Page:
validator list
Figure 1. How the validator list is generated for a round

The random selection of two standby validators and the commit-reveal scheme that the seedReveal values provided by the validators in the block header must follow are described in detail in LIP 0022.

Banning of unproductive validators

As a fail-safe mechanism, a validator that does not generate blocks for an extended period is banned. This is to avoid the situation where a validator who is not running a node leads to frequently missing block slots. More specifically, a validator is banned in case they miss 50 consecutive blocks, and the height of the last block they generated differs by more than 260,000 from the current height of the chain (the block is 30 days old). As soon as a validator is banned, they are excluded from the validator weight snapshots used for the validator list computation. The ban is permanent, but the validator account holder can move their funds to a different account and register a new validator.


PoA is an alternative consensus mechanism to PoS in the Lisk SDK. In Proof-of-Authority (PoA) blockchains, only a pre-defined set of validators, called the authorities, can propose blocks. Authorities are selected based on off-chain information such as their reputation or identity.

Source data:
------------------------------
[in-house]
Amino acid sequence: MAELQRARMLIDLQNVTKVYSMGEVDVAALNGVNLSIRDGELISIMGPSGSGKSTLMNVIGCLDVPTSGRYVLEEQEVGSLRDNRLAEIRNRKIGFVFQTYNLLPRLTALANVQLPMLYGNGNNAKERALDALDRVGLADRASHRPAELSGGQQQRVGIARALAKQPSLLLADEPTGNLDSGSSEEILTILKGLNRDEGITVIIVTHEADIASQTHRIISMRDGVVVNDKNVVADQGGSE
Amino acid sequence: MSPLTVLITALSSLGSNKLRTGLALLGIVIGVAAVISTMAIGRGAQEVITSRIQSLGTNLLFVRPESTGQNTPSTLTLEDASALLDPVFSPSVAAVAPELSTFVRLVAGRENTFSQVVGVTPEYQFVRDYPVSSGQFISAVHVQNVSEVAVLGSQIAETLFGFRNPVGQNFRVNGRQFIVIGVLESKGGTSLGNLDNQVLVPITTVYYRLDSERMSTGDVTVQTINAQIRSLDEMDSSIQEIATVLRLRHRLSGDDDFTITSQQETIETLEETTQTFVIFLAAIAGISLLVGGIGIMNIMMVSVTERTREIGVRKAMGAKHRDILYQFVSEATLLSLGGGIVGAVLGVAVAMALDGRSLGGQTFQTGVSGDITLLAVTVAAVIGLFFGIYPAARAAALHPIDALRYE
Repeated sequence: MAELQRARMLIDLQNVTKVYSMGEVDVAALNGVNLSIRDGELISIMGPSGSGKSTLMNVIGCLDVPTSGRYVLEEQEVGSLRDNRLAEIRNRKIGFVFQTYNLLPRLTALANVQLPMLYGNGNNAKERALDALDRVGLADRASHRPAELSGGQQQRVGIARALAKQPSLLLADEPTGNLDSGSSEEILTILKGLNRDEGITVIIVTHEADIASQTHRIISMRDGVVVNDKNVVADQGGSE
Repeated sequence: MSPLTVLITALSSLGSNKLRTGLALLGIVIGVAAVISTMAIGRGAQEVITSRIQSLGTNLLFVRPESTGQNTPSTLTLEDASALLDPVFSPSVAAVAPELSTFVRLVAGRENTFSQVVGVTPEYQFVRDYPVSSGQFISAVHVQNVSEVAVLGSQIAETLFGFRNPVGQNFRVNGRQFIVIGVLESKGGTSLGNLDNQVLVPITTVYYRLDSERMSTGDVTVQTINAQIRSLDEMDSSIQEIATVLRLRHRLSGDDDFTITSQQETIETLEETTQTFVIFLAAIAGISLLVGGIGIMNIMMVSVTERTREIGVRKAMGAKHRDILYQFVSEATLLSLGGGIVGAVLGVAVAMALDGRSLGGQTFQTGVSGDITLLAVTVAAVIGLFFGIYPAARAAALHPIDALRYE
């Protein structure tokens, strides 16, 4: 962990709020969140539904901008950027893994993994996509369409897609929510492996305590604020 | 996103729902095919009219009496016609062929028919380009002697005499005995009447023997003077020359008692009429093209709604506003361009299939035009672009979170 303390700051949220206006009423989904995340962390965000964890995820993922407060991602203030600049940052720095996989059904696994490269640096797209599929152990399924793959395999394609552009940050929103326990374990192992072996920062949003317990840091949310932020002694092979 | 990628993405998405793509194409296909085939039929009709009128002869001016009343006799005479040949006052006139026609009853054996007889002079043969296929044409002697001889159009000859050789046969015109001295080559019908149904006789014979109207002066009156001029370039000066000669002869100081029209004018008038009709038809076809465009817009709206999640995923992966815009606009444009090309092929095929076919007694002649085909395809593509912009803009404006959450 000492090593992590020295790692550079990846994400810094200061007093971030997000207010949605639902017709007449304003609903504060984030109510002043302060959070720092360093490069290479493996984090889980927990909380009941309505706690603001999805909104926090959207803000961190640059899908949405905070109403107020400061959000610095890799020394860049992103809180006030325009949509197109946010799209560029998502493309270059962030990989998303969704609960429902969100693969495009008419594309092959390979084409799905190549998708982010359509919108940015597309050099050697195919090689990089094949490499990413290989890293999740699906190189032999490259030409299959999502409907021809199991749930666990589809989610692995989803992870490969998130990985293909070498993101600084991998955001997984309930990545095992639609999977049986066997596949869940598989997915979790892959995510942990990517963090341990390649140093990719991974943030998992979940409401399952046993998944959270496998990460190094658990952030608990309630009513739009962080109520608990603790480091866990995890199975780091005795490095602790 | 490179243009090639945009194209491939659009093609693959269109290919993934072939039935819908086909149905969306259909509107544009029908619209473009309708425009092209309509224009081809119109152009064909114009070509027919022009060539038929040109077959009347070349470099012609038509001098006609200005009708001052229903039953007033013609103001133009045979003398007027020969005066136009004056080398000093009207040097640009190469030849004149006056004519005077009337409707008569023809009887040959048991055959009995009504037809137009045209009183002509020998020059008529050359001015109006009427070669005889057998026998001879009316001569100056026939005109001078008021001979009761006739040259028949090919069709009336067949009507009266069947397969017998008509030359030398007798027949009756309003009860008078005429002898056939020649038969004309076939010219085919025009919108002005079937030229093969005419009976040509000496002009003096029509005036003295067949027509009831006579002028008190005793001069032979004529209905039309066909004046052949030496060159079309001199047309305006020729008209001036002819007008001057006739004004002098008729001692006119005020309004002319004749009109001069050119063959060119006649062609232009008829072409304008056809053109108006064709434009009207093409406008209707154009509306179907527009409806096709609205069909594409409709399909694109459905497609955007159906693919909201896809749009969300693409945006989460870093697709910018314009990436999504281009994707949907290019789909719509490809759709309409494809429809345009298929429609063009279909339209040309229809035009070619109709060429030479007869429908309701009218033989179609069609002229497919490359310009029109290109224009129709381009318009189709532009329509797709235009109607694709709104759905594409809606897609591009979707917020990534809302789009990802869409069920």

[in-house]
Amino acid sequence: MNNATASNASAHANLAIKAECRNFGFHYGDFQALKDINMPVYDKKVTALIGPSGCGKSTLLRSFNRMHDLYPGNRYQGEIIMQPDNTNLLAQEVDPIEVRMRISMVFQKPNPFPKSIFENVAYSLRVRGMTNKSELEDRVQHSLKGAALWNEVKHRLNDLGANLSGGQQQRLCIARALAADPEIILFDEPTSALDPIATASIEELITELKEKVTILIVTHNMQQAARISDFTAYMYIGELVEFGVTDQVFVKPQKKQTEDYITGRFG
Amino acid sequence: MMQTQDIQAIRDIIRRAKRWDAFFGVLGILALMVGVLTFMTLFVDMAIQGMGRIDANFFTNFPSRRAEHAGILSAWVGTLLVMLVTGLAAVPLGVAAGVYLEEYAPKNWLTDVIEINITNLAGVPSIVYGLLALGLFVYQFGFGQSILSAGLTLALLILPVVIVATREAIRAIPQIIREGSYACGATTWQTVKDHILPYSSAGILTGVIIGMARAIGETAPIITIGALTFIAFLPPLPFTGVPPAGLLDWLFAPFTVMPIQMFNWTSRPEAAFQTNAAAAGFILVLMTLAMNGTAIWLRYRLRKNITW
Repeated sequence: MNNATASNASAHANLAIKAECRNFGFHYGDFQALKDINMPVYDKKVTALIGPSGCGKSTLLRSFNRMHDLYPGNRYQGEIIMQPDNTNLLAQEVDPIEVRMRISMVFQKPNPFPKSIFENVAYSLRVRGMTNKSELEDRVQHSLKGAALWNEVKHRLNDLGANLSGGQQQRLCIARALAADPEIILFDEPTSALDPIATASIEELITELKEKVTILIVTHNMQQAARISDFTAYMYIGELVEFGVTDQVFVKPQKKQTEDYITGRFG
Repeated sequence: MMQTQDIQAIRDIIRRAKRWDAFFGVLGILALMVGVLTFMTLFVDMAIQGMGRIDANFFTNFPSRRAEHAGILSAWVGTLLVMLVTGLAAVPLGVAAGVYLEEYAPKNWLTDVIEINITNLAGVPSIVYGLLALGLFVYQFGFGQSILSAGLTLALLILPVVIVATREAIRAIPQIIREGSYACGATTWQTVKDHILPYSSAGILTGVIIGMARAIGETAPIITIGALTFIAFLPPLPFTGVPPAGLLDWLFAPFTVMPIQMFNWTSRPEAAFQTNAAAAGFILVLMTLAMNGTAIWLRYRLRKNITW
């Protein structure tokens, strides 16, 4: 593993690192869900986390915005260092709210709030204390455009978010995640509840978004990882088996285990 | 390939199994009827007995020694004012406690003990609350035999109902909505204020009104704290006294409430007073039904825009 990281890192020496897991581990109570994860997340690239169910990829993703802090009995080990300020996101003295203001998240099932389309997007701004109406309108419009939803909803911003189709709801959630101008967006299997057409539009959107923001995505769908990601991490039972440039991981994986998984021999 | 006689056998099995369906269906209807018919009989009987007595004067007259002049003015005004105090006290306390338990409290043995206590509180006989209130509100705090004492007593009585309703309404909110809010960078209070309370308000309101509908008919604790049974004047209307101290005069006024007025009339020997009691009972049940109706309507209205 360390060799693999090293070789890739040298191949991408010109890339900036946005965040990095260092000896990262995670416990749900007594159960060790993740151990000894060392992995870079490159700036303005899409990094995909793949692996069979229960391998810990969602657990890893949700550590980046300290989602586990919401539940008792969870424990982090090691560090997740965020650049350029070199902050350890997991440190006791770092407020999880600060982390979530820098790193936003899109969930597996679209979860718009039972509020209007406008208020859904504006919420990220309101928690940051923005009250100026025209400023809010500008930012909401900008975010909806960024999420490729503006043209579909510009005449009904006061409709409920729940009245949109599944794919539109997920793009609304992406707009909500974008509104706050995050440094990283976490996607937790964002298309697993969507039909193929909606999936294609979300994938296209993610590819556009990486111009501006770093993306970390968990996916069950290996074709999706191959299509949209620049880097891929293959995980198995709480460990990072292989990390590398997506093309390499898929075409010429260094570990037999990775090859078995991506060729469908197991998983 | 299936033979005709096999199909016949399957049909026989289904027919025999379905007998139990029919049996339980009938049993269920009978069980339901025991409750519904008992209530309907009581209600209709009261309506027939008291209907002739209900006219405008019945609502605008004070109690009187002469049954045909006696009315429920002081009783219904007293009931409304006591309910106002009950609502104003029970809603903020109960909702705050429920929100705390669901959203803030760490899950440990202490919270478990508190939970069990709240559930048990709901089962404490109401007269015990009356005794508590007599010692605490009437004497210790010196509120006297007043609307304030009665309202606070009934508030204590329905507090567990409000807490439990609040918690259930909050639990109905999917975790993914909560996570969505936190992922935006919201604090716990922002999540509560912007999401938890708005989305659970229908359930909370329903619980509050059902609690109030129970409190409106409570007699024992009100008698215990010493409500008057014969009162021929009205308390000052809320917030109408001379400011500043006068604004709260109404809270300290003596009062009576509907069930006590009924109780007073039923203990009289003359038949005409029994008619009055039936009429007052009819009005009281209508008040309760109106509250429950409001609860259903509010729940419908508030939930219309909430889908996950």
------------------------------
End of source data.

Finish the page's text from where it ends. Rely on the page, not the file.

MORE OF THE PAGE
PoA trades the decentralization of the network (arbitrarily selected authorities) for efficiency and performance. This mechanism was first proposed by Gavin Wood in 2015.

The security of PoA relies on the staked reputation of the block generators instead of the staked tokens of the block generators and their voters. A PoA blockchain is especially attractive for small projects or blockchain apps where the project owners are expected to run the network nodes. Additionally, PoA is suitable for blockchains where the expected staked capital in the case of PoS would not provide enough security, but staking the reputations of the active authorities would do so. Due to the simplicity of its validator selection algorithm, it is also suitable for applications where a high transaction per second throughput is important.

How to update the list of active authorities

Only active authorities can update the list of active authorities.

The following values can be updated:

  1. Remove/Add authorities (the length of the list of authorities can change as a result).

  2. Change the BFT weight of authorities.

  3. Update threshold for finality.

The maximum amount of authorities for a chain is 199.

The PoA module, which must be used by PoA blockchains built with the Lisk SDK version 6, implements the following commands which facilitate the authority updates:

  • Authority Registration Command: This command is similar to the validator registration command in Lisk PoS. An account willing to become an active authority must first send an authority registration transaction. The registration fee for an authority registration can be defined in the PoA module configuration.

  • Update Authority Command: This command updates the set of active authorities as mentioned above. An update authority transaction must contain the following parameters: